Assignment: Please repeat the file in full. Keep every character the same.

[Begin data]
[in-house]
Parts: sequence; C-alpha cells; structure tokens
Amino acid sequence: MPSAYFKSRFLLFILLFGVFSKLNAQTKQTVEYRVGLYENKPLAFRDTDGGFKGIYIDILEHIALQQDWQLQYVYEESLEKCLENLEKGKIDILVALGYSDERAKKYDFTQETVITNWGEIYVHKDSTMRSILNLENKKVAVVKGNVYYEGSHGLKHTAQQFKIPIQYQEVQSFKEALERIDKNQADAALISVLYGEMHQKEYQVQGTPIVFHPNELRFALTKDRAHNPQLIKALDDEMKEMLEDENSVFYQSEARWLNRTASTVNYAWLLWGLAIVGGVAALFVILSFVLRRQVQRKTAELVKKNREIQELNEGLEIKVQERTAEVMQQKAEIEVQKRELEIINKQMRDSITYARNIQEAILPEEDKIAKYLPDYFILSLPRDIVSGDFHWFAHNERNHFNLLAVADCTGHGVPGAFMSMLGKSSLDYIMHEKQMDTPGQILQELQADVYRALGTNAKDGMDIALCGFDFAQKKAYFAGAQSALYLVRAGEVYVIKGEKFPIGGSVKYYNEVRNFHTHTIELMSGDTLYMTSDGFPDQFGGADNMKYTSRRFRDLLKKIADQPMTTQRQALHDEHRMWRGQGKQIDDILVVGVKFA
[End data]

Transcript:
[in-house]
Parts: sequence; C-alpha cells; structure tokens
Amino acid sequence: MPSAYFKSRFLLFILLFGVFSKLNAQTKQTVEYRVGLYENKPLAFRDTDGGFKGIYIDILEHIALQQDWQLQYVYEESLEKCLENLEKGKIDILVALGYSDERAKKYDFTQETVITNWGEIYVHKDSTMRSILNLENKKVAVVKGNVYYEGSHGLKHTAQQFKIPIQYQEVQSFKEALERIDKNQADAALISVLYGEMHQKEYQVQGTPIVFHPNELRFALTKDRAHNPQLIKALDDEMKEMLEDENSVFYQSEARWLNRTASTVNYAWLLWGLAIVGGVAALFVILSFVLRRQVQRKTAELVKKNREIQELNEGLEIKVQERTAEVMQQKAEIEVQKRELEIINKQMRDSITYARNIQEAILPEEDKIAKYLPDYFILSLPRDIVSGDFHWFAHNERNHFNLLAVADCTGHGVPGAFMSMLGKSSLDYIMHEKQMDTPGQILQELQADVYRALGTNAKDGMDIALCGFDFAQKKAYFAGAQSALYLVRAGEVYVIKGEKFPIGGSVKYYNEVRNFHTHTIELMSGDTLYMTSDGFPDQFGGADNMKYTSRRFRDLLKKIADQPMTTQRQALHDEHRMWRGQGKQIDDILVVGVKFA